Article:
Back in the 70s and 80s, recording artists had identifiable sounds that made them stand out from other recording artists. No one would ever mistake the Eagles for Earth, Wind and Fire, no one would ever mistake Carole King for Melanie Safka, and no one would ever mistake James Taylor for Jim Croce. And even within those identifiable sounds, it was easy to tell when a band member either left the group or a new band member was added. It was in each band’s distinctive sound.
When the Doobie Brothers first his the airwaves, Watergate was in full swing and the last US ground troops were withdrawing from Vietnam. Movies like “The Godfather” and “A Clockwork Orange” were popular at movie theaters and favorite programs on televisions across the nation included “Sesame Street” for the younger set, “Monty Python’s Flying Circus” for the young adult set, and “Here’s Lucy” for the older generation. The HP-35 was the first scientific hand-held calculator introduced to the market, and Atari kicked off the first generation of video games with the release of PONG.
Comprised of John Hartman, Dave Shogren, Tom Johnston, and Pat Simmons and other band members, the Doobie Brothers caught listeners’ attention with their breakthrough song, “Listen To The Music” in 1972, and for a decade they put out album after album. With each new song release, listeners were treated to their unique sound that incorporated rock, country, and R&B coupled with tight harmonies. When Michael McDonald was brought onboard in 1976, he influenced the band’s sound with jazz and blue-eyed soul that melded with influences that were already part of the Doobie Brothers’ distinctive sound.
Then they broke up. Band members toured with other projects. Then another decade later, the Doobie Brothers reunited with many of the old members returning. Since then, Tom Johnston, Patrick Simmons, and John McFee (who was absent for a year back in 1995) have been main staples of the reunited Doobie Brothers.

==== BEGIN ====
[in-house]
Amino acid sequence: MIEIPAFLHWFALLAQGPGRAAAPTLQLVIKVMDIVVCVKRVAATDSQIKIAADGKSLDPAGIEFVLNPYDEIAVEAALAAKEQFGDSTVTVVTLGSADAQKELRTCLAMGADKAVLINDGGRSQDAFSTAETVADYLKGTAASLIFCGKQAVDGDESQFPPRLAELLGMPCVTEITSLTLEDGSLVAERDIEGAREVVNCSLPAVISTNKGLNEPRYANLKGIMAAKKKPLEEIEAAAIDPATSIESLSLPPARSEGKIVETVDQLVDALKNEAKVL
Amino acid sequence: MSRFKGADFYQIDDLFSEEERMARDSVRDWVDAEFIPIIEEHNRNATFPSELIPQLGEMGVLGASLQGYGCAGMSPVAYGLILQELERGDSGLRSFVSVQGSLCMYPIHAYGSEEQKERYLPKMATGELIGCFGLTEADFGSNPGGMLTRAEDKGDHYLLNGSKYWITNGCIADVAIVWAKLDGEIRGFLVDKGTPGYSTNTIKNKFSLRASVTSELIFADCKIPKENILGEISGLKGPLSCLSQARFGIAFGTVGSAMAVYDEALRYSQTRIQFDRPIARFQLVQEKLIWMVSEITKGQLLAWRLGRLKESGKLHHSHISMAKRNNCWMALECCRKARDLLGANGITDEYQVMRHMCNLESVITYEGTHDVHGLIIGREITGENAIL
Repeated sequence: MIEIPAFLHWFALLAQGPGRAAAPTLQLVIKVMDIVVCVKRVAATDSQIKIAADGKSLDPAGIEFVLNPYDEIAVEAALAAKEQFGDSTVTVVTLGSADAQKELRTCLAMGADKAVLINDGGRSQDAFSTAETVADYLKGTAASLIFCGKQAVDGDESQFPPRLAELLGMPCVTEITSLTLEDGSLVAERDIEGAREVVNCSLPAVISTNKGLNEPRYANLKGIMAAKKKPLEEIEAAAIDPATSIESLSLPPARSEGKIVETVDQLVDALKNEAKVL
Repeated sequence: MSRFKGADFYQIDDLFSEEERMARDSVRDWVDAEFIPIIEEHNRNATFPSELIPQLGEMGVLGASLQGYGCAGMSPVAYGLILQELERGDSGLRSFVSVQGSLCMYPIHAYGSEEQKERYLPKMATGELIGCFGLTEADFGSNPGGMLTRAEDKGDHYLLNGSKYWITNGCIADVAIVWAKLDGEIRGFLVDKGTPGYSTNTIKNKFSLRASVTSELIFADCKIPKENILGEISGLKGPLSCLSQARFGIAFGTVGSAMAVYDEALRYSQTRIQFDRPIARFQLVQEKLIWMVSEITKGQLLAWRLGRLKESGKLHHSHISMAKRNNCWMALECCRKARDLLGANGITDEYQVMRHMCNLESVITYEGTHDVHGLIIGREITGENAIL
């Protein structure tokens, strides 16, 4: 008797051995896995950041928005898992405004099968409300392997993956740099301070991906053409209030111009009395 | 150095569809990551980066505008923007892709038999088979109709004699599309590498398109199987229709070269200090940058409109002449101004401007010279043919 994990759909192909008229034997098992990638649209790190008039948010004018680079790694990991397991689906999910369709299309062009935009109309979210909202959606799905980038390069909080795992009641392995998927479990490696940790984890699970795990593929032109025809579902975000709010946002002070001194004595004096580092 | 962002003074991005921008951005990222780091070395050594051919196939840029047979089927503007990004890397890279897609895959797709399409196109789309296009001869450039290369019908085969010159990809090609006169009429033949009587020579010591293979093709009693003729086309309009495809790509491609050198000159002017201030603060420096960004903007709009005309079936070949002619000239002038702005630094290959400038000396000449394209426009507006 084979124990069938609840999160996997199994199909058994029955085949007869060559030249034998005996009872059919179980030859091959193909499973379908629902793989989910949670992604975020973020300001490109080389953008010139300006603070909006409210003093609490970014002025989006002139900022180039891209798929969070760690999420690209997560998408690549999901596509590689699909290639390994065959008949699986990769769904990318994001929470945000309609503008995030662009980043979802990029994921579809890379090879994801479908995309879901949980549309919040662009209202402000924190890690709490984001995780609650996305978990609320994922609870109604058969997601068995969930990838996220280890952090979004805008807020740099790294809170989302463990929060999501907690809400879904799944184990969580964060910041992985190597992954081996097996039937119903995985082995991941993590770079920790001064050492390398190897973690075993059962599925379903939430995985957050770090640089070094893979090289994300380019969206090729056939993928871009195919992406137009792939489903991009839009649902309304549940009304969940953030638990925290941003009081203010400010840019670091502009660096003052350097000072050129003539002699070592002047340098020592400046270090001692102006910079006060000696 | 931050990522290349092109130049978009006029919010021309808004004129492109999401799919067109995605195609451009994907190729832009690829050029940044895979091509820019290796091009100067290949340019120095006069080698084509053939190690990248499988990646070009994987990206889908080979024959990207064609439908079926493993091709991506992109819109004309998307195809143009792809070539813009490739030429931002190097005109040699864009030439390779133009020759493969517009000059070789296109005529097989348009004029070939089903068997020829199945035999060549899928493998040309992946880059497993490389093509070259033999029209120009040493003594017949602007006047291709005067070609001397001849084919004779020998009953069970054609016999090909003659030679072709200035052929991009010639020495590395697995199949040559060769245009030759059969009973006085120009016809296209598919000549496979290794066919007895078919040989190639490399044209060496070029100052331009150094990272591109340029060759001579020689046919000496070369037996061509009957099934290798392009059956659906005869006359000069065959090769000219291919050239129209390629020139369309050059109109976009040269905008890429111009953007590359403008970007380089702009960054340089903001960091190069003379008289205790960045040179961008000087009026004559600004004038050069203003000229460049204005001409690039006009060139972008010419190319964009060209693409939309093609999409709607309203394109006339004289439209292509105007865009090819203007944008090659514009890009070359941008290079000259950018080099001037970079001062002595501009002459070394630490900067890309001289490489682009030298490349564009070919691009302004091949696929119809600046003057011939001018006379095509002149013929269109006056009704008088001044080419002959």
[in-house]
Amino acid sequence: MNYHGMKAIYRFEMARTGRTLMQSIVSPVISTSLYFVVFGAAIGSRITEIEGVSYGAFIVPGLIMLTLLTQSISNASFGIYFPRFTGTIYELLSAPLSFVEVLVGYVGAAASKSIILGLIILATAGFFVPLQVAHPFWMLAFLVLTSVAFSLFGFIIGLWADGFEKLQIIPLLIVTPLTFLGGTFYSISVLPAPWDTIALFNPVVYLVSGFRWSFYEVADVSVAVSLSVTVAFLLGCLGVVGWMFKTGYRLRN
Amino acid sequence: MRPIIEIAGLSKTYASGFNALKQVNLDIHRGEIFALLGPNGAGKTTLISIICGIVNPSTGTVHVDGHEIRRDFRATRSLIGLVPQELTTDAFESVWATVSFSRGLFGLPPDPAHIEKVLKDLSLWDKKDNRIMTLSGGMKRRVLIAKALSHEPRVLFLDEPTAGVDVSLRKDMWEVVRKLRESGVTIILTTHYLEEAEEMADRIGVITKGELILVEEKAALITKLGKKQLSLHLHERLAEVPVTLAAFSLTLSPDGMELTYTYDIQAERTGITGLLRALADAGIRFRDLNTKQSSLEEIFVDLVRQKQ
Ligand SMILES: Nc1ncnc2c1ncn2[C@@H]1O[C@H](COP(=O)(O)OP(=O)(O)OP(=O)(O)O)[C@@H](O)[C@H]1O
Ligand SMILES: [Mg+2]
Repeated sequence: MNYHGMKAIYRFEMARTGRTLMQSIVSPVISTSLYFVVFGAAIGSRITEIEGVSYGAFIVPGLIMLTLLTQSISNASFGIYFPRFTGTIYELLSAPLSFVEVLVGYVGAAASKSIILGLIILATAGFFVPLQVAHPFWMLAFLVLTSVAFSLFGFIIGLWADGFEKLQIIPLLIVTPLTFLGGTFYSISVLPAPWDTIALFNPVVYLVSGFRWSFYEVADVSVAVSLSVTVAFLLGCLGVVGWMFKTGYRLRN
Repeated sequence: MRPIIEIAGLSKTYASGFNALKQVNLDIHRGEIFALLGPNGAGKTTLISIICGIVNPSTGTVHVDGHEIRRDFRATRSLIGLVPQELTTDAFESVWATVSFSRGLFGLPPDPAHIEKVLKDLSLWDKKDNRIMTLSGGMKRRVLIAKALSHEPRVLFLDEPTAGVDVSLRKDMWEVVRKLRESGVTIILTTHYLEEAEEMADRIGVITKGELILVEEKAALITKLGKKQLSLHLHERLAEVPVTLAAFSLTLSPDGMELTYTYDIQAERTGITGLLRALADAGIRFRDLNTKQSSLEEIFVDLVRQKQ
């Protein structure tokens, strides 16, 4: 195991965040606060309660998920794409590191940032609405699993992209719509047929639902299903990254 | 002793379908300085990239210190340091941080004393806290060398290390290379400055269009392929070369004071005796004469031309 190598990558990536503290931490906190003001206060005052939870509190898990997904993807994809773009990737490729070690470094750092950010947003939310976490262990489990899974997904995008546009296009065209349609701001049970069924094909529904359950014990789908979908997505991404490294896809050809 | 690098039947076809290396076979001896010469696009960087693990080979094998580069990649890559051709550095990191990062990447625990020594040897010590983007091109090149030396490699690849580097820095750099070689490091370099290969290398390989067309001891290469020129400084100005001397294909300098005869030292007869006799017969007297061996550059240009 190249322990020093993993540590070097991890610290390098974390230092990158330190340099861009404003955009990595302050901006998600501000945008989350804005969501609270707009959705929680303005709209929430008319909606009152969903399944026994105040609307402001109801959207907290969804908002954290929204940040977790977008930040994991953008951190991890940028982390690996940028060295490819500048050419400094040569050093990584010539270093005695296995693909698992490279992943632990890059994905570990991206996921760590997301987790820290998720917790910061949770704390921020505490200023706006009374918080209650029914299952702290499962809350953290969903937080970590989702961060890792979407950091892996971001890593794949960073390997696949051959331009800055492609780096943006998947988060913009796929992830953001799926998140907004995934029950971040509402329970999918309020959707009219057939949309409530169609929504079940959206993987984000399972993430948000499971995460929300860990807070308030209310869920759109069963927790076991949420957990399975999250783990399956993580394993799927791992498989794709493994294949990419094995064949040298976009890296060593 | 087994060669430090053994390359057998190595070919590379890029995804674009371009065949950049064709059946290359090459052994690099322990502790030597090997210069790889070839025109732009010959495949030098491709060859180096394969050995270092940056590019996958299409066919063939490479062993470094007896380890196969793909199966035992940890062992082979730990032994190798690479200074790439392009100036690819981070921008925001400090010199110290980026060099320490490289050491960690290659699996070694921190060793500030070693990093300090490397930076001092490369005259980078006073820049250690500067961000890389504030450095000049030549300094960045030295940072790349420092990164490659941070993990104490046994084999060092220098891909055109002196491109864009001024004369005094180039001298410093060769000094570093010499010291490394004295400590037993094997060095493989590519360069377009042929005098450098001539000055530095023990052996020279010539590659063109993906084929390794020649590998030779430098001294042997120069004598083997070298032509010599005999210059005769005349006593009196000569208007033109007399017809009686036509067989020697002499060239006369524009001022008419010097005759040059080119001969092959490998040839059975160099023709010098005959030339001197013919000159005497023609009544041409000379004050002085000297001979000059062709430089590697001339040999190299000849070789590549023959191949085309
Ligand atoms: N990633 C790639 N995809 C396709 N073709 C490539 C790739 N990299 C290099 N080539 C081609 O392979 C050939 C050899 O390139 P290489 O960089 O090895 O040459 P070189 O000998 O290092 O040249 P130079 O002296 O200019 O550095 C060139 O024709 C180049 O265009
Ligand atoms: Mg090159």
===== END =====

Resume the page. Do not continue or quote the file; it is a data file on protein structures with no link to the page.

Sad to say, they’ve lost some Brothers along the way:
- Bassist and group founder, Dave Shogren (12 October 1950 – 14 December 1999) passed away of unreported causes.
- Percussionist, drummer, vocalist and songwriter, Robert Jay “Bobby” LaKind (3 November 1945 – 24 December 1992) following a lengthy struggle with terminal cancer.
- Keyboardist, saxophonist and vocalist, Cornelius Bumpus (7 May 1945 – 3 February 2004) suffered a fatal heart attack while en route to California for a solo tour.
- Drummer, vocalist and songwriter, Keith Knudsen (18 February 1948 – 8 February 2005) succumbed to pneumonia, and had been previously diagnosed in 1995 with cancer.
- Drummer Michael Joseph Hossack (17 October 1946 – 12 March 2012) developed cancer in 2010 which took his life 2 years later.
But even with the loss of these Brothers, their unique sounds lives on in their songs as people continue to listen to the music.